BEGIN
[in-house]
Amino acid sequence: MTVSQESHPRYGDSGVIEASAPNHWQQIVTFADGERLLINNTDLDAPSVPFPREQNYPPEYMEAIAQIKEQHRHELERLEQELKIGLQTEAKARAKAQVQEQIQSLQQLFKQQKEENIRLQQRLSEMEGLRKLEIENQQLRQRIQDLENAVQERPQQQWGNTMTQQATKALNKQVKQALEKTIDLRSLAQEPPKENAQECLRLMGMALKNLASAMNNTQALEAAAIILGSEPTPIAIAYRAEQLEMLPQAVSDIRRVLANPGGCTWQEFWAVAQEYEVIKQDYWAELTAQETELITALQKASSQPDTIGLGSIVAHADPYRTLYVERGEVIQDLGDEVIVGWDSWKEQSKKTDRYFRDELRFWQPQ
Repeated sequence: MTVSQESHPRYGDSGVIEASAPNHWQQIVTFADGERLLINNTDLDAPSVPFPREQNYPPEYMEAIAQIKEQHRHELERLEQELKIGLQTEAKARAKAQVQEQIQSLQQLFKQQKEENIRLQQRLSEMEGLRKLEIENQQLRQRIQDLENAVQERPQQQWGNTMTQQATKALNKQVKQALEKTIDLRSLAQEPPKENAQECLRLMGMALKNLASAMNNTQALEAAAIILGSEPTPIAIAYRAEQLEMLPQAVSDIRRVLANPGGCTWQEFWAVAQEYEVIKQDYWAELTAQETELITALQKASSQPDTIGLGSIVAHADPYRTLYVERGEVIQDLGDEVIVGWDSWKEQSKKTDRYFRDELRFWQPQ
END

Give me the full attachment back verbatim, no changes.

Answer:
[in-house]
Amino acid sequence: MTVSQESHPRYGDSGVIEASAPNHWQQIVTFADGERLLINNTDLDAPSVPFPREQNYPPEYMEAIAQIKEQHRHELERLEQELKIGLQTEAKARAKAQVQEQIQSLQQLFKQQKEENIRLQQRLSEMEGLRKLEIENQQLRQRIQDLENAVQERPQQQWGNTMTQQATKALNKQVKQALEKTIDLRSLAQEPPKENAQECLRLMGMALKNLASAMNNTQALEAAAIILGSEPTPIAIAYRAEQLEMLPQAVSDIRRVLANPGGCTWQEFWAVAQEYEVIKQDYWAELTAQETELITALQKASSQPDTIGLGSIVAHADPYRTLYVERGEVIQDLGDEVIVGWDSWKEQSKKTDRYFRDELRFWQPQ
Repeated sequence: MTVSQESHPRYGDSGVIEASAPNHWQQIVTFADGERLLINNTDLDAPSVPFPREQNYPPEYMEAIAQIKEQHRHELERLEQELKIGLQTEAKARAKAQVQEQIQSLQQLFKQQKEENIRLQQRLSEMEGLRKLEIENQQLRQRIQDLENAVQERPQQQWGNTMTQQATKALNKQVKQALEKTIDLRSLAQEPPKENAQECLRLMGMALKNLASAMNNTQALEAAAIILGSEPTPIAIAYRAEQLEMLPQAVSDIRRVLANPGGCTWQEFWAVAQEYEVIKQDYWAELTAQETELITALQKASSQPDTIGLGSIVAHADPYRTLYVERGEVIQDLGDEVIVGWDSWKEQSKKTDRYFRDELRFWQPQ